Gavin Newsom Casts Doubt on FDA-Approved Virus Vaccine: ‘Don’t Take Anyone’s Word for It’

SACRAMENTO, CALIFORNIA - FEBRUARY 27: California Gov. Gavin Newsom speaks during a news conference at the California Department of Public Health on February 27, 2020 in Sacramento, California. California Gov. Gavin Newsom joined State health officials to an update to the public about the state's response to the Coronavirus known …
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Democrat California Gov. Gavin Newsom told reporters Monday that he would not automatically distribute a vaccine for the coronavirus even if it is approved by the Food and Drug Administration (FDA), the federal agency that is the gatekeeper between drug makers and American consumers.

Like other Democrats, Newsom implied that the Trump administration cannot be trusted to produce a vaccine that is safe and effective.

“A question I often get is: Are you going to take someone’s word for it as it relates to vaccines?” Newsom said. “Of course we don’t take anyone’s word for it.”

“We will do our own independently reviewed process with our world-class experts,” Newsom said.

The San Francisco Chronicle reported on the plan the governor has to override the FDA:

Newsom announced the creation of an 11-member scientific review committee that will be charged with following vaccine candidate trials, scrutinizing the evidence that any vaccine approved by the U.S. Food and Drug Administration is safe and effective, and providing a recommendation to the state about whether to administer it to the public.

Members include San Francisco’s health officer, Tomás Aragón, as well as epidemiology experts from UC Berkeley, Stanford University and Kaiser Permanente.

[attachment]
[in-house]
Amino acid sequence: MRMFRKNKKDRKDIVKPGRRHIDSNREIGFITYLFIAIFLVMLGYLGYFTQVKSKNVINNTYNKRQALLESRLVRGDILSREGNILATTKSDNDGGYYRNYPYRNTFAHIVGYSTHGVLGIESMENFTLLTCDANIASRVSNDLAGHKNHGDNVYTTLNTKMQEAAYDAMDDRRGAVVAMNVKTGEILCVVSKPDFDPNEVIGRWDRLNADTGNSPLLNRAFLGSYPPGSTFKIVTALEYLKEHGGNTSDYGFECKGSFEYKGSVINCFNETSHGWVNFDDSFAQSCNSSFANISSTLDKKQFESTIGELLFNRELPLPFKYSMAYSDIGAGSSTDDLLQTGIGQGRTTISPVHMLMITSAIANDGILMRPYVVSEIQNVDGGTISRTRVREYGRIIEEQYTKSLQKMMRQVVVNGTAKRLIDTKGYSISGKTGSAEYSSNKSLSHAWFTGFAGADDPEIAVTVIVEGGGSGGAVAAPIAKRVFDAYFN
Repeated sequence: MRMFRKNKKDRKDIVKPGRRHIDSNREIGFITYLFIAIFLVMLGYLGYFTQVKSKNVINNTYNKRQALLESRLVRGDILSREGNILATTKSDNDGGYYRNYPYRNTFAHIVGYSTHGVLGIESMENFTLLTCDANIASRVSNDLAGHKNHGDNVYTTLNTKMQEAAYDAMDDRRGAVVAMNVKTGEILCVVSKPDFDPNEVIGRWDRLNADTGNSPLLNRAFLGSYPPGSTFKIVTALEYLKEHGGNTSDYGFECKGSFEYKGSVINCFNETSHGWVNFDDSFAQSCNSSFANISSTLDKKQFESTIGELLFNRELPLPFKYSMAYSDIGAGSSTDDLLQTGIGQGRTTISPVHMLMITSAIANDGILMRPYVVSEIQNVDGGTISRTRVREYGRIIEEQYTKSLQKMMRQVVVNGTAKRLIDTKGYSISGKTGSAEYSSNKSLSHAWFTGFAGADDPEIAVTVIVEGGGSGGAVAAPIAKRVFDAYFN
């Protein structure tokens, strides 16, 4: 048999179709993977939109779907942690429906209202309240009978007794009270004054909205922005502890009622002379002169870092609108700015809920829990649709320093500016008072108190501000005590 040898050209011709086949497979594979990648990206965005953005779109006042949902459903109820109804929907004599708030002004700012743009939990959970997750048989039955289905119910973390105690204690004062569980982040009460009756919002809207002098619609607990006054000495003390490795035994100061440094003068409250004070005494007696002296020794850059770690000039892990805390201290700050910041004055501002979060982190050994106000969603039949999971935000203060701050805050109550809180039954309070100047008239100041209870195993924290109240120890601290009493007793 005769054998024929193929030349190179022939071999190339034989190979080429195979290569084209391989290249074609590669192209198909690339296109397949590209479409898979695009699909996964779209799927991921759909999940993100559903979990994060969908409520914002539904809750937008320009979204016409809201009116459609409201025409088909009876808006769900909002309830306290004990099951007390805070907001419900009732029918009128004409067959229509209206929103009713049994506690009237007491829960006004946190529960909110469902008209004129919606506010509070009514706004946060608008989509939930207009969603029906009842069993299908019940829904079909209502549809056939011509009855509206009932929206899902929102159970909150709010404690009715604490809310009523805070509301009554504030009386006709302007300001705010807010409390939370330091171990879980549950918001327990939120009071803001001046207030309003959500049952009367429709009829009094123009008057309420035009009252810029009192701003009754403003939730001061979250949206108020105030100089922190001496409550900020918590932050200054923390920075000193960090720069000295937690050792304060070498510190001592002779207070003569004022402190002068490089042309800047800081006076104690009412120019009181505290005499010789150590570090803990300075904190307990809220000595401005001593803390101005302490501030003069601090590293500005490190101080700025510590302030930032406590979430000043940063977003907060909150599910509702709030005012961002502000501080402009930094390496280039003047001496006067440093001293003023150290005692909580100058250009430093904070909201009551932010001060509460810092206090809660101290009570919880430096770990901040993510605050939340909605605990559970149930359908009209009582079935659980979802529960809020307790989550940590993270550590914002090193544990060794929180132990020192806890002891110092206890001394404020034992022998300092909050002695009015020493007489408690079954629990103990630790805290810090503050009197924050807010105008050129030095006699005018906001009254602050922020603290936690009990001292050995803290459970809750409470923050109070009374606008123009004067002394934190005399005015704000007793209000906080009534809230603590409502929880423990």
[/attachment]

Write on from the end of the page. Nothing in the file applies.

California is one of at least seven states, along with Washington, D.C., that plan to independently review vaccine safety and efficacy, separate from the Food and Drug Administration review process.

The Chronicle reported that President Donald Trump’s timeline for an approved vaccine to come imminently, and maybe even before the election, is “all but dashed.” The news outlet reported that experts said limited amounts of a vaccine could be available in early 2021.

The Chronicle admitted in its report that Newsom’s strategy is more political than scientific.

“It is unlikely the state review panel would find that a vaccine authorized by the FDA is unsafe,” California Health and Human Services spokeswoman Kate Folmar said in a statement, according to the Chronicle. “However, if that does happen, the state would inform residents about the safety hazard and limit the distribution of the vaccine in areas under state control.”

Like other states, California has submitted its plan for vaccine distribution to the Centers for Disease Control and Prevention, including prioritizing the earliest vaccine supplies to be reserved for health care and “essential” workers, people 65 and older, residents of nursing homes or assisted living facilities, and people incarcerated in the state’s prisons.

“It doesn’t matter who the next president is,” Newsom said. “We’re going to maintain our vigilance.”

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